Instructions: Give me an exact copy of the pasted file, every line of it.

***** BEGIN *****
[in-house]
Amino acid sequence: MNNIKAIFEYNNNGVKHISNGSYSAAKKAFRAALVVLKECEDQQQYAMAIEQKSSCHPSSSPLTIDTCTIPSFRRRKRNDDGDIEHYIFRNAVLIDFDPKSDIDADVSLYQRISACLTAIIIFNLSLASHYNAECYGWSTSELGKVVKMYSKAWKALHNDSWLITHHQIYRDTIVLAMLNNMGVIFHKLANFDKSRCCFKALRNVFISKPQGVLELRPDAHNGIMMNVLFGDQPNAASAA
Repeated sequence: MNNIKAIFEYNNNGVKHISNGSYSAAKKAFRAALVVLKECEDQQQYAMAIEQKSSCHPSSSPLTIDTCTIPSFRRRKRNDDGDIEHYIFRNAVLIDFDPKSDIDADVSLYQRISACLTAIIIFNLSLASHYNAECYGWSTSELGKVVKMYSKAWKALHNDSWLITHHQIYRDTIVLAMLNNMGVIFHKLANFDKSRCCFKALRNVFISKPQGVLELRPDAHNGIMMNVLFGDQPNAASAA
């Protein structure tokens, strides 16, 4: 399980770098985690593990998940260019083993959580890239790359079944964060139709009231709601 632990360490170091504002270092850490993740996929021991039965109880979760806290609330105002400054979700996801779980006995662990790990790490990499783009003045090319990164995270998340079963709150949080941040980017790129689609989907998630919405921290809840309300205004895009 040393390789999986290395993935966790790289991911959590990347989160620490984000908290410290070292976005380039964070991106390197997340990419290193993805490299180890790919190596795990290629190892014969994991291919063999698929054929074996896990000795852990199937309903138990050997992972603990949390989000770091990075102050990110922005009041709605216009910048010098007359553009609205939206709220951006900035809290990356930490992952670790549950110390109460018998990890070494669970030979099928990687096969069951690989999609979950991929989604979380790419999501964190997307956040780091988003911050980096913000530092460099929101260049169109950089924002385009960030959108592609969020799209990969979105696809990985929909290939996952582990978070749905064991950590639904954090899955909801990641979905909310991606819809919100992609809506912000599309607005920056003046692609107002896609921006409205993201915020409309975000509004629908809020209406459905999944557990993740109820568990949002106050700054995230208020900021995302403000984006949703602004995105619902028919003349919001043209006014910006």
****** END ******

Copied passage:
[in-house]
Amino acid sequence: MNNIKAIFEYNNNGVKHISNGSYSAAKKAFRAALVVLKECEDQQQYAMAIEQKSSCHPSSSPLTIDTCTIPSFRRRKRNDDGDIEHYIFRNAVLIDFDPKSDIDADVSLYQRISACLTAIIIFNLSLASHYNAECYGWSTSELGKVVKMYSKAWKALHNDSWLITHHQIYRDTIVLAMLNNMGVIFHKLANFDKSRCCFKALRNVFISKPQGVLELRPDAHNGIMMNVLFGDQPNAASAA
Repeated sequence: MNNIKAIFEYNNNGVKHISNGSYSAAKKAFRAALVVLKECEDQQQYAMAIEQKSSCHPSSSPLTIDTCTIPSFRRRKRNDDGDIEHYIFRNAVLIDFDPKSDIDADVSLYQRISACLTAIIIFNLSLASHYNAECYGWSTSELGKVVKMYSKAWKALHNDSWLITHHQIYRDTIVLAMLNNMGVIFHKLANFDKSRCCFKALRNVFISKPQGVLELRPDAHNGIMMNVLFGDQPNAASAA
């Protein structure tokens, strides 16, 4: 399980770098985690593990998940260019083993959580890239790359079944964060139709009231709601 632990360490170091504002270092850490993740996929021991039965109880979760806290609330105002400054979700996801779980006995662990790990790490990499783009003045090319990164995270998340079963709150949080941040980017790129689609989907998630919405921290809840309300205004895009 040393390789999986290395993935966790790289991911959590990347989160620490984000908290410290070292976005380039964070991106390197997340990419290193993805490299180890790919190596795990290629190892014969994991291919063999698929054929074996896990000795852990199937309903138990050997992972603990949390989000770091990075102050990110922005009041709605216009910048010098007359553009609205939206709220951006900035809290990356930490992952670790549950110390109460018998990890070494669970030979099928990687096969069951690989999609979950991929989604979380790419999501964190997307956040780091988003911050980096913000530092460099929101260049169109950089924002385009960030959108592609969020799209990969979105696809990985929909290939996952582990978070749905064991950590639904954090899955909801990641979905909310991606819809919100992609809506912000599309607005920056003046692609107002896609921006409205993201915020409309975000509004629908809020209406459905999944557990993740109820568990949002106050700054995230208020900021995302403000984006949703602004995105619902028919003349919001043209006014910006």